Fahdah Al Onazi, a Saudi researcher, presented “The relationship between the design of Saudi online newspapers and an increase in the number of readers.” Hanan Elgendi, an Egyptian researcher, presented on the role of the “Editor complaints Readers” or the (Ombudsman) in the Western media and highlighted how such a role does not exist in the Arab press. Elgendi conducted interviews with the Ombudsman in the The Washington Post and The Guardian to determine a clear definition of the role and the reasons for its absence in the Arab press. Sawsan Taha, a Palestinian researcher, discussed “Arab Satellite Channels and Internal Political Conflicts.” She highlighted here the role that Al Jazeera has played in the internal Palestinian conflict between Fath and Hamas.
The last female researcher to present was Fatima Bouhani from Algeria and her topic was on “Sports media in Algeria and its role in sustainable social development.”
All of these presentations showed awareness among Arab women and educated youth on the relationship between the Arab political and social situations and the media. The questions raised and the comments made by both the audience and the participants in the last session, focusing on the Arab revolutions and new media showed an interest among Arab youth in seeing Arab media address their concerns. These young men and women, made me realize that there is a real need for programmes on entertainment satellite channels that deal with young people’s issues, such as employment and education. Most of the participants and guests agreed that the absence of these topics on television has driven young people to use social media, such as Twitter and Facebook. It was also apparent from the discussions that women are keen to leave their mark on the Arab Spring and showing women, particularly young women, in programmes where they are restricted to the ‘private sphere’ is out dated. The discussion, revealed an urgency to integrate women, and especially youth, in programmes that discuss issues concerned with the ‘public sphere’, that are usually dominated by male opinion.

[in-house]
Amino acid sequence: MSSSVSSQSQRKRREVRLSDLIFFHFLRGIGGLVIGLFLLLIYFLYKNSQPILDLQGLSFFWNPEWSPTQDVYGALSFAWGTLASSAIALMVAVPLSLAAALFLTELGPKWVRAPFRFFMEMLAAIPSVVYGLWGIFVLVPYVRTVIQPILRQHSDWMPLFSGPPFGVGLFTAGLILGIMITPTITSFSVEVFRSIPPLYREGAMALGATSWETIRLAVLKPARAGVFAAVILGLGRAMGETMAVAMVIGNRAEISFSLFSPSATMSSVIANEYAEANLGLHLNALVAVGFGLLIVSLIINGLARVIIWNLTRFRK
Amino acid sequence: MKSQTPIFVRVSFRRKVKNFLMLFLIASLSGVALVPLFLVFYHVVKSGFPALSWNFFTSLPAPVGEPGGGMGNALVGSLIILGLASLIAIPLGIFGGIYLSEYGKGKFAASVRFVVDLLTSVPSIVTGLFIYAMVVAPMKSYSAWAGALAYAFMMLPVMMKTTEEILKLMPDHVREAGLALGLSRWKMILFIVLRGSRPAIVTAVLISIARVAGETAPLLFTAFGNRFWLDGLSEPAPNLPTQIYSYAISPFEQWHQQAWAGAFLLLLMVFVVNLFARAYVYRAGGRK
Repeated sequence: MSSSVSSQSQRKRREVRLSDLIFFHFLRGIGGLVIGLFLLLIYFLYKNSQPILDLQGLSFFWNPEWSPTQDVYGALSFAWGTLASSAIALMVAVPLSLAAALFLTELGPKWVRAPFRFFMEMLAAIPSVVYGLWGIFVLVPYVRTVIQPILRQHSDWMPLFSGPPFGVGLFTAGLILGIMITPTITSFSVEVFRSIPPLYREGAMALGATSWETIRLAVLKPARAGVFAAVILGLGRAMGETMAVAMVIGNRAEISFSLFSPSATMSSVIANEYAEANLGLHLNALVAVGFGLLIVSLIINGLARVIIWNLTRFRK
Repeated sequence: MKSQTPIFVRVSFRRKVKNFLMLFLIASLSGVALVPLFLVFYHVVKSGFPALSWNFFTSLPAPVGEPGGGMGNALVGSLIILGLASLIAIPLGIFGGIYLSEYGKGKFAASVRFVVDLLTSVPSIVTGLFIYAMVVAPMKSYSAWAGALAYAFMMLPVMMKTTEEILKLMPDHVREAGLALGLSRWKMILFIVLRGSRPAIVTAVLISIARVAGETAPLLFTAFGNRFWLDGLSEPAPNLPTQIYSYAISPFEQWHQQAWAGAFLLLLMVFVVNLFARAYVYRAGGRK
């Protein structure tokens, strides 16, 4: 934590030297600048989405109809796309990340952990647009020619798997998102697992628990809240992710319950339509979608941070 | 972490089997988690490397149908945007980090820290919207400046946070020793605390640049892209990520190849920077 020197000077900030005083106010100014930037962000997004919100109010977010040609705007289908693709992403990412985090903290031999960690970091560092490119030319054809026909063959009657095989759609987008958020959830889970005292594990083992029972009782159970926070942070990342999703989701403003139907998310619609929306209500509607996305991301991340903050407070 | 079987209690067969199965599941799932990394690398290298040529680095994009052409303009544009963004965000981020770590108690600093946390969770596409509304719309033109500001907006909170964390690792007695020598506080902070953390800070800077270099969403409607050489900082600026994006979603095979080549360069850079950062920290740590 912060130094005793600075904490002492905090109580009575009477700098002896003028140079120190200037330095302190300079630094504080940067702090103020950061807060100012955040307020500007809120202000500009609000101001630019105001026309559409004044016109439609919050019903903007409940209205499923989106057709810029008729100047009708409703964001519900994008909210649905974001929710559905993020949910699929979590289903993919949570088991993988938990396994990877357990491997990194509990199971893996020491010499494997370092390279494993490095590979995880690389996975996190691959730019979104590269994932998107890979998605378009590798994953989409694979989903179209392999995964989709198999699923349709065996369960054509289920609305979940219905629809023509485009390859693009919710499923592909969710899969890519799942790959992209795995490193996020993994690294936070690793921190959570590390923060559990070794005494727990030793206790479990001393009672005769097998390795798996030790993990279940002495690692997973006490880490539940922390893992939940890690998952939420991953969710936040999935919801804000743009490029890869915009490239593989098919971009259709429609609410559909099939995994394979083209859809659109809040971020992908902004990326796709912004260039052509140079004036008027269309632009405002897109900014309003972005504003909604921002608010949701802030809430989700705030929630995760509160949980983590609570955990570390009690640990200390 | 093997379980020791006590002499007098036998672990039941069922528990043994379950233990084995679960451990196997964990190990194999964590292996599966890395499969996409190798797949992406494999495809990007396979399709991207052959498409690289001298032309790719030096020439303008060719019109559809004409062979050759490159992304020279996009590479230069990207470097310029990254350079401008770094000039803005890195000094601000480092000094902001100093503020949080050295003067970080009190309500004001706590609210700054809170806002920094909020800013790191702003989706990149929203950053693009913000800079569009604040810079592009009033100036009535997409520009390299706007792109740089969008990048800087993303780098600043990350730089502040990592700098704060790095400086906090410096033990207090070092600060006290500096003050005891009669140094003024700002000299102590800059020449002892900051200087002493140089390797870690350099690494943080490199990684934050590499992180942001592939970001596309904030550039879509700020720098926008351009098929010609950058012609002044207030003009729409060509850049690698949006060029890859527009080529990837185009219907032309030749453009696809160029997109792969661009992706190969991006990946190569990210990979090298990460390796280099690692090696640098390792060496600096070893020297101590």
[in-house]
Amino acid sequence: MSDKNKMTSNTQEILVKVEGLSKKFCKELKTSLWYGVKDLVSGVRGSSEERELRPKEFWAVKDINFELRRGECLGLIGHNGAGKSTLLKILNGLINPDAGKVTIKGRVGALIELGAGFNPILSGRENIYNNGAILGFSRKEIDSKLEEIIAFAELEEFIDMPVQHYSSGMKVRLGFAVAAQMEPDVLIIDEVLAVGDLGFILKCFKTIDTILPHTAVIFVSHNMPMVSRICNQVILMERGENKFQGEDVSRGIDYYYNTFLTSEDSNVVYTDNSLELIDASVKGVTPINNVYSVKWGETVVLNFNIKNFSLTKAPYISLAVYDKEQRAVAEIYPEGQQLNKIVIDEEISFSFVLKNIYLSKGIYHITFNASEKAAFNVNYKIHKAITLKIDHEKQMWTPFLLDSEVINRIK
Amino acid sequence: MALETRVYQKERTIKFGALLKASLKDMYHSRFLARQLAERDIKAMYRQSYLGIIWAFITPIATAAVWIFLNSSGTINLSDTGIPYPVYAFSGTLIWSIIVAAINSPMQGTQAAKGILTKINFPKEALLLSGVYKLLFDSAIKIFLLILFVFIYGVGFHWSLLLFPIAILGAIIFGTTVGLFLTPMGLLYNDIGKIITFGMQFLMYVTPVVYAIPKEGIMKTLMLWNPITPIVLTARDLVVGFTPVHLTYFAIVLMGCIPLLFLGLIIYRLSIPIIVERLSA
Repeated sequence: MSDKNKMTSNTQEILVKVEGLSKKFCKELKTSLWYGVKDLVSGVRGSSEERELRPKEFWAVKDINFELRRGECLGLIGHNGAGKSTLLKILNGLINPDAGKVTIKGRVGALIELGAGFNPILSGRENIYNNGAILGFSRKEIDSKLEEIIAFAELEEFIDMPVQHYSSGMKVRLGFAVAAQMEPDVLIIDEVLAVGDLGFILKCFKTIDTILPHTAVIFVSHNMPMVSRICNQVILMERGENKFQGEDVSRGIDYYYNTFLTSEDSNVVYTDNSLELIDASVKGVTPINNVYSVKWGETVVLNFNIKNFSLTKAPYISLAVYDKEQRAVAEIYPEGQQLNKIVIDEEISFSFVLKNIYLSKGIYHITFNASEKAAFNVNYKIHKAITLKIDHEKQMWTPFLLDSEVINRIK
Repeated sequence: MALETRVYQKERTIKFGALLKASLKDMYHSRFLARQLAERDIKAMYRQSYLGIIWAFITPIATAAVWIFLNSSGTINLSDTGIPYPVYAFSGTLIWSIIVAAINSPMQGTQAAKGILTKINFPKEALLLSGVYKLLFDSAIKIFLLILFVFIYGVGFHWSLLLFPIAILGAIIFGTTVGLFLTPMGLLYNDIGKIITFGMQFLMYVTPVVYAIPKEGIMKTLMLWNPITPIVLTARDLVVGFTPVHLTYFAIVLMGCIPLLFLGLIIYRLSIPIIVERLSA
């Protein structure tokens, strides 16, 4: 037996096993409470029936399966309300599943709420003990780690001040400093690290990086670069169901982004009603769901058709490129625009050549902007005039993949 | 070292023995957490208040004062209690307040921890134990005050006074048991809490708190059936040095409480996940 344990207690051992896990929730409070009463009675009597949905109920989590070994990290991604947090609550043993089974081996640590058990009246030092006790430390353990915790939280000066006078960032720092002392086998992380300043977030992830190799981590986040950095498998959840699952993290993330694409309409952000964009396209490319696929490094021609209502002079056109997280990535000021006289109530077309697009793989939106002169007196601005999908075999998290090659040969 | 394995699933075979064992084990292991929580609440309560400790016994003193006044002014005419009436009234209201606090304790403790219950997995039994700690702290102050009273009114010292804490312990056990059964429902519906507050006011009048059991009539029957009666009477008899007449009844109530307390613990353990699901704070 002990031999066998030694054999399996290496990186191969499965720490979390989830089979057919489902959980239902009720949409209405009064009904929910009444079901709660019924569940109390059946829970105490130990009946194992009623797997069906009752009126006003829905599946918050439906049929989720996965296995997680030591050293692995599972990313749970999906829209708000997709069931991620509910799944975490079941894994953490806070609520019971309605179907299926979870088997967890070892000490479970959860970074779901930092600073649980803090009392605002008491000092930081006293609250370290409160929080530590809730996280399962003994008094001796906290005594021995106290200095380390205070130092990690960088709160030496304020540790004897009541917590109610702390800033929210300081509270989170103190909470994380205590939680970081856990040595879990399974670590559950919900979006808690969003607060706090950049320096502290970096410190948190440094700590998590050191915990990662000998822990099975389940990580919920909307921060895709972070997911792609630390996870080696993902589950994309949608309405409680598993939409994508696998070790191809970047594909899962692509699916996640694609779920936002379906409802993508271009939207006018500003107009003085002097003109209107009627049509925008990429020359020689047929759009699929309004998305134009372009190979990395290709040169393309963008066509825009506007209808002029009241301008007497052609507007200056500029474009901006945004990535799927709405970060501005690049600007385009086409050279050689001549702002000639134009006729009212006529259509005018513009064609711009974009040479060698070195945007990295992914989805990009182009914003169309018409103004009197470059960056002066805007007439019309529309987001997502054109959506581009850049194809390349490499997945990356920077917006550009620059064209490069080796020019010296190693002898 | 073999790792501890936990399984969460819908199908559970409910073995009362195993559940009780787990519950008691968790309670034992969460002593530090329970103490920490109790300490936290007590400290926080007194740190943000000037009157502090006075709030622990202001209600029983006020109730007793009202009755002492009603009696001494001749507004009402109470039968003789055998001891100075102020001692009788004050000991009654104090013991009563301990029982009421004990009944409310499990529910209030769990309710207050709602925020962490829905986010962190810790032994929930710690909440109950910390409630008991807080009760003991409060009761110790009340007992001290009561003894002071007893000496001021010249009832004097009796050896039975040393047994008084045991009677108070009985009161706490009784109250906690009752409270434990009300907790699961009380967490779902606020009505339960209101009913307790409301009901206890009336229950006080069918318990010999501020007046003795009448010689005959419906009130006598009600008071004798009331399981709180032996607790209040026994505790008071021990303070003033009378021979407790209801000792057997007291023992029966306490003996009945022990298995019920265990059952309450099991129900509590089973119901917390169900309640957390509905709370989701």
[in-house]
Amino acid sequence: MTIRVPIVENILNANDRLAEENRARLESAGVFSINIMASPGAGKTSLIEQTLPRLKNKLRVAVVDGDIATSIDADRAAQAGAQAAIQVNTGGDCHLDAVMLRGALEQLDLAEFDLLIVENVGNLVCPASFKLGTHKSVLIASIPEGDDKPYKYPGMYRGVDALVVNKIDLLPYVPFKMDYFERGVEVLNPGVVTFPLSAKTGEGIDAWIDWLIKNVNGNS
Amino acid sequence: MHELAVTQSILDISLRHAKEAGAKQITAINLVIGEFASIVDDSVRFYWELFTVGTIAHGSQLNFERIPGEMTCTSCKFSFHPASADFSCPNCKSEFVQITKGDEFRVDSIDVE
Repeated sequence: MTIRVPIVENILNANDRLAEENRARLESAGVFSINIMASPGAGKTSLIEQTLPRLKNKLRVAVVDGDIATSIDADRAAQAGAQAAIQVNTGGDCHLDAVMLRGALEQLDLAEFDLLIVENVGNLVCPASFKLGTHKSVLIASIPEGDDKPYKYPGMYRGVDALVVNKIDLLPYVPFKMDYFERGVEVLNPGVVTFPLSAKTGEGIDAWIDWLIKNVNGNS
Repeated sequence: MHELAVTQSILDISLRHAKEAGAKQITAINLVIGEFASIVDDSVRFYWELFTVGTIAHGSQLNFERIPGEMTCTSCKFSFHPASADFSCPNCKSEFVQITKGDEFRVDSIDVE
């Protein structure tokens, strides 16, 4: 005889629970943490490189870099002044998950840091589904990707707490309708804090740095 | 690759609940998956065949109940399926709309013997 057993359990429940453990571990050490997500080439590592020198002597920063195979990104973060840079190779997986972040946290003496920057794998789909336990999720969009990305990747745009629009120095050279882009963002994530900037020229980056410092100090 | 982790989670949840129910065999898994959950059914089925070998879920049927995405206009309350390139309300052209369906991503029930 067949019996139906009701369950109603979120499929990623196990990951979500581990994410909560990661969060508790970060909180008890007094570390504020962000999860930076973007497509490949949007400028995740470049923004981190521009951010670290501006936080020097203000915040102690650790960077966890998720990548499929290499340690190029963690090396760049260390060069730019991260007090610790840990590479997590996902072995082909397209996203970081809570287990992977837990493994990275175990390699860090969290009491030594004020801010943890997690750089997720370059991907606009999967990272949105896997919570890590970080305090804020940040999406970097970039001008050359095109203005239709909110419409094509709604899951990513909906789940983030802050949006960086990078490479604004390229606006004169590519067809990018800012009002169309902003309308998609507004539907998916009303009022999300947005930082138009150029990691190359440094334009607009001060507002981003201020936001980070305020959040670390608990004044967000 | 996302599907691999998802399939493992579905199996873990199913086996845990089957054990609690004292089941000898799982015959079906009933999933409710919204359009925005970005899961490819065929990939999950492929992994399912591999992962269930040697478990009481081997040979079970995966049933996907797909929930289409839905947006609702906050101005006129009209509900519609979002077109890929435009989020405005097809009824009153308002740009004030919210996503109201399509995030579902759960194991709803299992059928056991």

In light of the political changes in the region, however, I wonder whether the Islamist parties that are currently competing for power, are aware that women have reached this stage of maturity and that patriarchal interpretations of Islam will never be accepted by women. Those Islamist parties are campaigning under the slogan “Islam is the solution.” In fact there is no problem with this as long as there is an explanation of how this slogan is going to be interpreted especially towards women. However, these Islamist parties’ pronouncements do not indicate any inclination towards, or sympathy for, Arab women’s development.
Mustafa Abdul Jalil, President of the Libyan National Transitional Council, declared in his recent speech that the Sharia would be the country’s source of jurisprudence. In his speech he did not find anything more important to say than talk about lifting the ban of polygamy, revealing a patriarchal interpretation of sharia that will be imposed upon Libyan women.